Smart home technologies, formerly restricted to single family homes, are now coming to multifamily buildings and dorms. Internet of Things (IoT) devices will create a seismic shift in multifamily and campus communities and create new opportunities.”
– Felicite Moorman, cofounder and CEO of StratIS
SmartMove, the national tenant screening service, notes several benefits of adding smart-home technologies, which include increased security through the use of cameras, sensors, and smart locks. Smart technologies can also reduce energy costs: think smart thermostats that automatically lower the temperature when no one is home.
But there are also challenges including significant upfront costs, dependence on inconsistent Wi-Fi signals, and concerns for tenant (and management) privacy. On that last point, internet security and privacy breaches can have negative personal and professional consequences. That means property managers should take strong precautions when deploying all smart-home technologies.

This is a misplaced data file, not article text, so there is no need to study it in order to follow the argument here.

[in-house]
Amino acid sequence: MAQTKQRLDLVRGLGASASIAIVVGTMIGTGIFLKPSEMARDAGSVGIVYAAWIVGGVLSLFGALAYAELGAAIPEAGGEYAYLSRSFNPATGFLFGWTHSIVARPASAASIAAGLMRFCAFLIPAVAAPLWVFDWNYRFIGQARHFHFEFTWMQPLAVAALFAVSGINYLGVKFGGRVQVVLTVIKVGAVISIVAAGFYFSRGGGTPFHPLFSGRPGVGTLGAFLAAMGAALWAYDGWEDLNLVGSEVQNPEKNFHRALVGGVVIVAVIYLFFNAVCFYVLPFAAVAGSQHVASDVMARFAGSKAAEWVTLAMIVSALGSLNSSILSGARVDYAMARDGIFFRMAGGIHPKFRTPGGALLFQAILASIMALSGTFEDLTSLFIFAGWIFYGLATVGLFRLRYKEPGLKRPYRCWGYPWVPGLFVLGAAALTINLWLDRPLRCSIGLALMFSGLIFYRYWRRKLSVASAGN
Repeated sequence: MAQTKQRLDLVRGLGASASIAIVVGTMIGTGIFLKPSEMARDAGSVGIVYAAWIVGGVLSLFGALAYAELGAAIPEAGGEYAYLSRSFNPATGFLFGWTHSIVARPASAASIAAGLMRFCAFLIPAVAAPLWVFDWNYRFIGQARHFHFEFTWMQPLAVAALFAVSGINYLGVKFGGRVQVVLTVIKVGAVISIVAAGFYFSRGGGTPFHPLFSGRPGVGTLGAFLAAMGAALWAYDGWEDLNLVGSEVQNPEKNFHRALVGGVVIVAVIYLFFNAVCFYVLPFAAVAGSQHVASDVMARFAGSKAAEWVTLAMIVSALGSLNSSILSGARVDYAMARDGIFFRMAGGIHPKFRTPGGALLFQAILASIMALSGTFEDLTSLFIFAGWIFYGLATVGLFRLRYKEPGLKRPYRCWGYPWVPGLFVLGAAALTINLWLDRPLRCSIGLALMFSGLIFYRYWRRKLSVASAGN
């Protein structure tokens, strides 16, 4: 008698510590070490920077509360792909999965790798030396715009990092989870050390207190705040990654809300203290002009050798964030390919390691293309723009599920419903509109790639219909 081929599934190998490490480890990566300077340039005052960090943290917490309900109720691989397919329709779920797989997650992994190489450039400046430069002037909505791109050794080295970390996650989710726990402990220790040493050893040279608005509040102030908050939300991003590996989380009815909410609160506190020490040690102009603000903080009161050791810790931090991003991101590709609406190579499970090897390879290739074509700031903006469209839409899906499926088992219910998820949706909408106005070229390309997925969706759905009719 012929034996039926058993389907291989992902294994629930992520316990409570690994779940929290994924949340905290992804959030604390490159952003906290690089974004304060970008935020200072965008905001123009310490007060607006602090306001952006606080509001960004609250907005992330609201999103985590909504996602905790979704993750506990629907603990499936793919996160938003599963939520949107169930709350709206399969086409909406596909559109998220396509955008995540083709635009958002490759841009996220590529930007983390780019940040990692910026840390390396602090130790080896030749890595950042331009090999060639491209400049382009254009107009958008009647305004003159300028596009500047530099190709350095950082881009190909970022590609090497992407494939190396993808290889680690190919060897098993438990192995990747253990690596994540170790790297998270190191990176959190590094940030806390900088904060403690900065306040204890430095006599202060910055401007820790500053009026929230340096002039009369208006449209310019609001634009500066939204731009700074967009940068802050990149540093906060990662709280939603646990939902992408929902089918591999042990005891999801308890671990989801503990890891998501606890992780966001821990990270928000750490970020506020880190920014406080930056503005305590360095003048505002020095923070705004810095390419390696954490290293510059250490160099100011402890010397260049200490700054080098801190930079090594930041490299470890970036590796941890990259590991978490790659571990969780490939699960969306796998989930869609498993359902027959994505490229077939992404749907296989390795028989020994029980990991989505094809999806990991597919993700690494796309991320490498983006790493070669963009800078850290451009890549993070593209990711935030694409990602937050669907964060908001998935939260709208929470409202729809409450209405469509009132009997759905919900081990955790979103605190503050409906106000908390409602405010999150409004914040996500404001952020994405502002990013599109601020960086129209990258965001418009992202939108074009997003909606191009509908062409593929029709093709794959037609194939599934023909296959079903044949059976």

Forward-looking property managers with convertible space to spare – such as common areas, clubroom space, and large lobbies – should also consider creating shared co-working spaces in the mold of WeWork, Regus, and iLoftSpace.
As more employees and freelancers work remotely, the demand for these workspaces will likely increase, creating a potential revenue stream while also attracting tenants engaged in the gig economy. Another thing to consider is that smart-home technologies that monitor and respond to maintenance, operations, and security issues offer significant benefits to property managers.
Bottom line: Incorporating smarthome technologies makes properties more valuable and attractive to renters and tenants.